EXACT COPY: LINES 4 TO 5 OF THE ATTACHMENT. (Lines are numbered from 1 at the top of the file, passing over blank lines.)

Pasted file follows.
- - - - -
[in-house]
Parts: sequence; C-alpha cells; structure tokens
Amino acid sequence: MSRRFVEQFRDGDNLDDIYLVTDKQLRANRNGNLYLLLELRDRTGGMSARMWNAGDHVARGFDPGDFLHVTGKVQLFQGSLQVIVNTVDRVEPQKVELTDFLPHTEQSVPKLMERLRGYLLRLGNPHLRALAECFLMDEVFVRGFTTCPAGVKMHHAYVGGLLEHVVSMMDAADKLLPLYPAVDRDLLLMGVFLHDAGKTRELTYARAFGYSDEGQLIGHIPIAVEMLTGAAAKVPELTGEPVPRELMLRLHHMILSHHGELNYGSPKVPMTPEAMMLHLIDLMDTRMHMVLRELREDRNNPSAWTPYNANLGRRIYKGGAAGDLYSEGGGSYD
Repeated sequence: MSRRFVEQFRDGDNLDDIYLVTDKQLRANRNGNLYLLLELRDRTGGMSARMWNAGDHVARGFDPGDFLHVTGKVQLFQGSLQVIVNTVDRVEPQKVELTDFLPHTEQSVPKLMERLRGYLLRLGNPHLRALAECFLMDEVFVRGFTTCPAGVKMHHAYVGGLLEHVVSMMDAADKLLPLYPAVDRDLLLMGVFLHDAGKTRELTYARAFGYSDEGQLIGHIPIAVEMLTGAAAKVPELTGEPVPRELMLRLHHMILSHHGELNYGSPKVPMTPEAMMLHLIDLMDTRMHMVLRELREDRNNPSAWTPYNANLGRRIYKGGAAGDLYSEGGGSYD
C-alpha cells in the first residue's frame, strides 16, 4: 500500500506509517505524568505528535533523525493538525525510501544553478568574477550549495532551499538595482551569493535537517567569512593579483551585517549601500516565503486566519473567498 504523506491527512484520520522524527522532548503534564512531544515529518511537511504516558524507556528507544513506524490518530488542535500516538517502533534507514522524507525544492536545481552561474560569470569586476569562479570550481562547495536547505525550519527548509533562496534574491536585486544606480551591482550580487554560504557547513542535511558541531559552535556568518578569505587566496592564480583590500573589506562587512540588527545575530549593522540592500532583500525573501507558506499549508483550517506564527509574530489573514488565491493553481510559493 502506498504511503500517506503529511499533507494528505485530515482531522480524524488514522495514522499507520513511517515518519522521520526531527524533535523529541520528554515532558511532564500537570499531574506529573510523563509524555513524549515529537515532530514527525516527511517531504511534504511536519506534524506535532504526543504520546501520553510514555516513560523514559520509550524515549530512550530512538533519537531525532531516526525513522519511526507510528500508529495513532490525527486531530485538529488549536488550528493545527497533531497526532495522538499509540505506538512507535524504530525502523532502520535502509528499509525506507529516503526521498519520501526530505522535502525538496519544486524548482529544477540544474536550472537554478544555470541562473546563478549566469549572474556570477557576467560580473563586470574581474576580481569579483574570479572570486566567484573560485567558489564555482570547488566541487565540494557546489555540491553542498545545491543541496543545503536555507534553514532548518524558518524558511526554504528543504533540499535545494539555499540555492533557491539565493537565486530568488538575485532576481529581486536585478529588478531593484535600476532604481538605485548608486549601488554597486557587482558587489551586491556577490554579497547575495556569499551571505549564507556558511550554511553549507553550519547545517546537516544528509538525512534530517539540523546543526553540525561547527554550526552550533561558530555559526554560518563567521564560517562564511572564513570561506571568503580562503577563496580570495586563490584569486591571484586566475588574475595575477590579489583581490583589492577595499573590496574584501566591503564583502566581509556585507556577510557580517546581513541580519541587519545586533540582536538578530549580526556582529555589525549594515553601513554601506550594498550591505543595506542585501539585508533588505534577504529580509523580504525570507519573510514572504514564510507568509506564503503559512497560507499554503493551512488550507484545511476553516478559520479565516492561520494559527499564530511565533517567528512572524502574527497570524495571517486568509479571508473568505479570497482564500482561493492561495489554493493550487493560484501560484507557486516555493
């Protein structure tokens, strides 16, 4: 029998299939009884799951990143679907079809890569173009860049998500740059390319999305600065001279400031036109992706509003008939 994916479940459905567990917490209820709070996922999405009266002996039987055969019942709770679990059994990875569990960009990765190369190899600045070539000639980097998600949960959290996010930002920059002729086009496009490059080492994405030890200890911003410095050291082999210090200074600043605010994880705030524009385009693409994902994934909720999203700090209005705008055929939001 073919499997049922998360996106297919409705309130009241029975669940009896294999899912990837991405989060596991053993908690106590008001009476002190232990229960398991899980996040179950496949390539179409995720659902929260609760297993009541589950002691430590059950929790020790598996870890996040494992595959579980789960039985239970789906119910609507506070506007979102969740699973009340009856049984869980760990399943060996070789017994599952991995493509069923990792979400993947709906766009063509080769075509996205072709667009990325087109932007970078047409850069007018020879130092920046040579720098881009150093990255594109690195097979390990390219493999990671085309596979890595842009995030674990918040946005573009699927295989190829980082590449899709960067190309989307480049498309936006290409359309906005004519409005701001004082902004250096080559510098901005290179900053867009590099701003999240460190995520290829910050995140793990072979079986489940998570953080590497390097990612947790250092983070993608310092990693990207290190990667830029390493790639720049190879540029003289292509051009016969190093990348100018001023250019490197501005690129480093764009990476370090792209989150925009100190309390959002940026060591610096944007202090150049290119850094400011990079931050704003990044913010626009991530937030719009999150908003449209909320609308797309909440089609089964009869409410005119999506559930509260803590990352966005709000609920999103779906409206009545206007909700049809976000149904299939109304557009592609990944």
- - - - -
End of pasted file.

Repeated sequence: MSRRFVEQFRDGDNLDDIYLVTDKQLRANRNGNLYLLLELRDRTGGMSARMWNAGDHVARGFDPGDFLHVTGKVQLFQGSLQVIVNTVDRVEPQKVELTDFLPHTEQSVPKLMERLRGYLLRLGNPHLRALAECFLMDEVFVRGFTTCPAGVKMHHAYVGGLLEHVVSMMDAADKLLPLYPAVDRDLLLMGVFLHDAGKTRELTYARAFGYSDEGQLIGHIPIAVEMLTGAAAKVPELTGEPVPRELMLRLHHMILSHHGELNYGSPKVPMTPEAMMLHLIDLMDTRMHMVLRELREDRNNPSAWTPYNANLGRRIYKGGAAGDLYSEGGGSYD
C-alpha cells in the first residue's frame, strides 16, 4: 500500500506509517505524568505528535533523525493538525525510501544553478568574477550549495532551499538595482551569493535537517567569512593579483551585517549601500516565503486566519473567498 504523506491527512484520520522524527522532548503534564512531544515529518511537511504516558524507556528507544513506524490518530488542535500516538517502533534507514522524507525544492536545481552561474560569470569586476569562479570550481562547495536547505525550519527548509533562496534574491536585486544606480551591482550580487554560504557547513542535511558541531559552535556568518578569505587566496592564480583590500573589506562587512540588527545575530549593522540592500532583500525573501507558506499549508483550517506564527509574530489573514488565491493553481510559493 502506498504511503500517506503529511499533507494528505485530515482531522480524524488514522495514522499507520513511517515518519522521520526531527524533535523529541520528554515532558511532564500537570499531574506529573510523563509524555513524549515529537515532530514527525516527511517531504511534504511536519506534524506535532504526543504520546501520553510514555516513560523514559520509550524515549530512550530512538533519537531525532531516526525513522519511526507510528500508529495513532490525527486531530485538529488549536488550528493545527497533531497526532495522538499509540505506538512507535524504530525502523532502520535502509528499509525506507529516503526521498519520501526530505522535502525538496519544486524548482529544477540544474536550472537554478544555470541562473546563478549566469549572474556570477557576467560580473563586470574581474576580481569579483574570479572570486566567484573560485567558489564555482570547488566541487565540494557546489555540491553542498545545491543541496543545503536555507534553514532548518524558518524558511526554504528543504533540499535545494539555499540555492533557491539565493537565486530568488538575485532576481529581486536585478529588478531593484535600476532604481538605485548608486549601488554597486557587482558587489551586491556577490554579497547575495556569499551571505549564507556558511550554511553549507553550519547545517546537516544528509538525512534530517539540523546543526553540525561547527554550526552550533561558530555559526554560518563567521564560517562564511572564513570561506571568503580562503577563496580570495586563490584569486591571484586566475588574475595575477590579489583581490583589492577595499573590496574584501566591503564583502566581509556585507556577510557580517546581513541580519541587519545586533540582536538578530549580526556582529555589525549594515553601513554601506550594498550591505543595506542585501539585508533588505534577504529580509523580504525570507519573510514572504514564510507568509506564503503559512497560507499554503493551512488550507484545511476553516478559520479565516492561520494559527499564530511565533517567528512572524502574527497570524495571517486568509479571508473568505479570497482564500482561493492561495489554493493550487493560484501560484507557486516555493